With the issue of Rohingya Muslims stalking both the countries, Prime Minister Narendra Modi on Wednesday said India shared Myanmar’s concerns over the situation in Rakhine state and the loss of lives of security personnel and innocent people in the violence blamed on insurgents from the minority community.
After talks with Myanmar’s state Counsellor Aung San Suu Kyi, Modi hoped that whether in the peace process or resolving a “specific problem”, all the stakeholders can work together to find a solution that will ensure peace, justice and dignity for all by respecting the unity and territorial integrity of Myanmar.
The Prime Minister, however, did not mention anything about alleged human rights violations against the Rohingyas, tens of thousands of who have fled to neighbouring Bangladesh, with many thousands spilling over to India.
“We are partners in your concerns over the loss of lives of security forces and innocent people due to the extremist violence in Rakhine state,” Modi said in a joint address to the media with Suu Kyi following the delegation-level talks between the two sides here.
“Be it the large peace process or be it to resolve a specific problem, we hope that all the stakeholders can work together in the direction to find such a solution that will ensure peace, justice and dignity for all by respecting the unity and territorial integrity of Myanmar,” he said.
Suu Kyi is under mounting international pressure to stop the alleged atrocities against the Rohingyas, who are even denied citizenship in Myanmar.
Thousands of Rohingyas are crossing over into Bangladesh — where they are sparingly given refugee status — to escape from the violence in Rakhine state. Media reports quoted the UNHCR spokesperson in Bangladesh as saying that at least 123,000 Rohingyas have crossed over in the past few days.
The latest exodus began on August 25, after Rohingya insurgents attacked police posts in Rakhine, leading to a violent offensive by the Myanmar Army.
India also faces the problem of Rohingyas fleeing into the states bordering Myanmar. The government has said it would deport all Rohingyas living in India illegally but the Supreme Court has said that it will hear on September 11 a plea seeking a direction to the central government not to deport about 40,000 such refugees back to Myanmar.
Modi also lauded Suu Kyi for her courageous leadership in the Myanmar peace process and said India fully understood the challenges she was faced with.
“I believe that India’s democratic experience is also relevant for Myanmar. And therefore we are proud of our comprehensive cooperation in the capacity building of the institutions like the executive, the legislature, Election Commission and Press Council,” he said, adding that as neighbours, both countries’ security interests were the same.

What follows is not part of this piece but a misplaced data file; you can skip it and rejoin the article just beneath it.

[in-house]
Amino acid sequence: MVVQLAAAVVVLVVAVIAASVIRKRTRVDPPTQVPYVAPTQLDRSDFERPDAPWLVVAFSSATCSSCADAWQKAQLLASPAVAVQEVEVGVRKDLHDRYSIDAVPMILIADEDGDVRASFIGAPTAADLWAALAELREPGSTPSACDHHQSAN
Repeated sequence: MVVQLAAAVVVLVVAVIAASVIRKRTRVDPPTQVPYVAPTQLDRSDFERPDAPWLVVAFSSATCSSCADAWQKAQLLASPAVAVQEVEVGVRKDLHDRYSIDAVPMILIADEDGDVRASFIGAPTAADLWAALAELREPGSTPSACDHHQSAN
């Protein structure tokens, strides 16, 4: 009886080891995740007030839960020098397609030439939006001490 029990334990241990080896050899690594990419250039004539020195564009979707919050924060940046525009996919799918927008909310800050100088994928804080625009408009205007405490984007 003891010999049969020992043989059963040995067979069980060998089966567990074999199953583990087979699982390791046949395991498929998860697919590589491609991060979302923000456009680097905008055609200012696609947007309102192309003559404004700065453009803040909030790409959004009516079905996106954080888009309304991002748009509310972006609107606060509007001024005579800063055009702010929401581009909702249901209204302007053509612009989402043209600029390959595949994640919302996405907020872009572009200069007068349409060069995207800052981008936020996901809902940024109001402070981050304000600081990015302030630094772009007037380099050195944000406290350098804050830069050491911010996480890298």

He said both countries should work together for peace and stability along the land and maritime borders. India shares a 1,600-km-long land border with Myamnar.
Modi said that work on building roads and bridges, energy links and connectivity would ensure a better future for both countries.
“We have completed the work on the Sittwe port and Paletwa Inland Waterways Terminal in Kaladan project,” he noted and added that work on the road component of the project has also started.
The project is designed to link Sittwe port in Myanmar, which India helped develop, with the the northeastern Indian state of Mizoram.
“In order to meet the requirement of Upper Myanmar, two-way movement of high speed diesel trucks has started from India,” Modi said.
Appreciating the two countries’ development partnership in the areas of health, education and research, he said: “In this context, Myanmar Institute of Information Technology and Advanced Centre for Agricultural Research and Education are worthy of special mention.”
The Prime Minister also said that future Indian projects would be in line with Myanmar’s needs and priorities.
Modi said that India would issue gratis visas to all Myanmar citizens wishing to visit India, and announced that 40 Myanmar nationals lodged in Indian jails would be released.
On her part, Suu Kyi thanked India for the strong stand it took against the threat of terrorism on Myanmar’s soil.
“Together we will ensure that terror is not allowed to take roots in our country, on our soil or in our neighbouring countries,” she said, adding that peace and stability were most important for development.
“There are so many areas that India has been helping us since our government came to power,” Suu Kyi said. “India is helping us a lot in capacity building.”
Following Wednesday’s talks, India and Myanmar signed 11 agreements, including on cooperation in maritime security and coastal surveillance.
Modi arrived here on Tuesday on a three-day visit on his first bilateral trip. He had earlier come here in 2014 to attend the Association of Southeast Asian Nations (Asean)-India Summit.